Looking to get in great cardiovascular shape without a complicated or time-consuming plan? Try this out.

 

This plan is a continuation of my series for the open-field sport player such as lacrosse, rugby, field hockey, etc. who wishes to improve General Physical Preparedness (GPP) for his/her sport. This plan may also be used by anyone interested in getting in great running shape, using a short sprint format.

 

This program lasts one month and is broken into four, week-long phases. During each week you will sprint on three, non-consecutive days such as Monday, Wednesday, and Friday. The only equipment required is a 100 yard athletic field, a stop watch, and some good running shoes.

 

Breaking Muscle Shop

First Step: Pre-Test

 

Begin with a pre-test to ascertain your current best time for a 100-yard sprint. Take a running start.

 

From your pre-test we create our time progression interval goal times. We do this by adding 4-6 seconds to your best 100-yard sprint time. For example, if your 100-yard time is 12 seconds, the target time for repetitions of the 100-yard sprint during week one of the time progression interval sessions would be 12 + 4-6 = 16-18 seconds.

 

Below is an example of the training plan based on the pre-test running time of 12 seconds. The idea is to start each phase by running sub-maximal efforts and build over the four weeks to doing repeats of your best time.

 

Take 7-10 days off after each four week block before starting a new cycle.

 

It will be easiest to complete this plan if you have a friend or training partner to keep you on pace by shouting out times as you run. Another way to do this is by having the partner blow a whistle at ¼ intervals of the goal time.

 

WEEK 1:

 

For each workout strive to run 5-15 sprints at the 18 second pace. Decide for yourself when you can handle more. Rest 60-90 seconds between sprints (more if you have to). Be sure to warm-up and cool-down for 3-5 minutes before and after each session. Do this same workout a total of three times in week one.

 

  • 5 intervals of: 100 yard run in 18 seconds, followed by 60-90 seconds rest.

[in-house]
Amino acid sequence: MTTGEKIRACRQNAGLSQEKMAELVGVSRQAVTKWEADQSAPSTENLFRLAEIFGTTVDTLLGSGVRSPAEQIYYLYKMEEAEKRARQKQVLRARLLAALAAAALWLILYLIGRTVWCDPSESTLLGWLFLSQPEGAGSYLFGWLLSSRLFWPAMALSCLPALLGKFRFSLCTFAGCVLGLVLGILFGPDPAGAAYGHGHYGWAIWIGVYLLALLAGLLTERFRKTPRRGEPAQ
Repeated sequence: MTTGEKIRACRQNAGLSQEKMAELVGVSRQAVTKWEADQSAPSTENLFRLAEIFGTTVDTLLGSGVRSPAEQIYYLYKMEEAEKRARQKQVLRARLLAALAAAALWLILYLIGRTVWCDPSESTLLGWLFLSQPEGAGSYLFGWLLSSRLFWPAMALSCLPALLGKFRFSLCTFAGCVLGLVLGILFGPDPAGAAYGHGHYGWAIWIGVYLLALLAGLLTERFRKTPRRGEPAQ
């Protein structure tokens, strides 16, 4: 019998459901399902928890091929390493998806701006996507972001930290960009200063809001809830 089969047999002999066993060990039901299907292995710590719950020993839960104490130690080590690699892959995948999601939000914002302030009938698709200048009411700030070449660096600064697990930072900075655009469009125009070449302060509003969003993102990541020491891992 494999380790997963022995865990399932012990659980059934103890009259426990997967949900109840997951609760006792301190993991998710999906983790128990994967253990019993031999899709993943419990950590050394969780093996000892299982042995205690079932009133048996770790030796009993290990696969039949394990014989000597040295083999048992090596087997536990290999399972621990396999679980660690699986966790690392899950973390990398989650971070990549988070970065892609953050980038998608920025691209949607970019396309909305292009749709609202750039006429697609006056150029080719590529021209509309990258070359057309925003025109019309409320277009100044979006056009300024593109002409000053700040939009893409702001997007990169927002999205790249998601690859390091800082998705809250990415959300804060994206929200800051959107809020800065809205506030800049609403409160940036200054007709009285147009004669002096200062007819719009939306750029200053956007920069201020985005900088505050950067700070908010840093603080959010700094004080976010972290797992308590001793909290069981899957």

• Walk 2-4 minutes.
  • 5 intervals of: 100 yard run in 18 seconds, followed by 60-90 seconds rest.
  • Walk 2-4 minutes.
  • 5 intervals of: 100 yard run in 18 seconds, followed by 60-90 seconds rest.

 

(Remember: For the purpose of example the workout is written out based on the 12 second pre-test. Modify the times according to your pretest.)

 

WEEK 2:

 

During week two strive for more consistency in your application of both work and rest. Repeat the workout below on three non-consecutive days and remember to warm-up and cool-down.

 

  • 5 intervals of: 100 yard run in 17 seconds, followed by 60 seconds rest.
  • Walk 2-4 minutes.
  • 5 intervals of: 100 yard run in 16 seconds, followed by 60 seconds rest.
  • Walk 2-4 minutes.
  • 5 intervals of: 100 yard run in 15 seconds, followed by 60 seconds rest.

 

WEEK 3:

 

Repeat the workout below on three non-consecutive days and remember to warm-up and cool-down.

 

  • 5 intervals of: 100 yard run in 15 seconds, followed by 55 seconds rest.
  • Walk 2-4 minutes.
  • 5 intervals of: 100 yard run in 14 seconds, followed by 55 seconds rest.
  • Walk 2-4 minutes.
  • 5 intervals of: 100 yard run in 13 seconds, followed by 50 seconds rest.

 

WEEK 4:

 

Repeat the workout below on three non-consecutive days and remember to warm-up and cool-down.

 

  • 5 intervals of: 100 yard run in 13 seconds, followed by 50 seconds rest.
  • Walk 2-4 minutes.
  • 5 intervals of: 100 yard run in 12 seconds, followed by 45 seconds rest.
  • Walk 2-4 minutes.
  • 5 intervals of: 100 yard run in 12 seconds, followed by 40 seconds rest.

 

There you have it – a simple, yet challenging way of gaining fitness using nothing but a 100-yard sports field.

 

Similar programs could be used for longer distances:

  • If you ran 200s, you would add 6-8 seconds onto your first week.
  • If you ran 400s, you would add 8-12 seconds onto your first week.

 

For the longer distance programs, access to a running track would be most suitable.

 

For more of Taku's workouts, check out his four weeks of strength and contioning programming.

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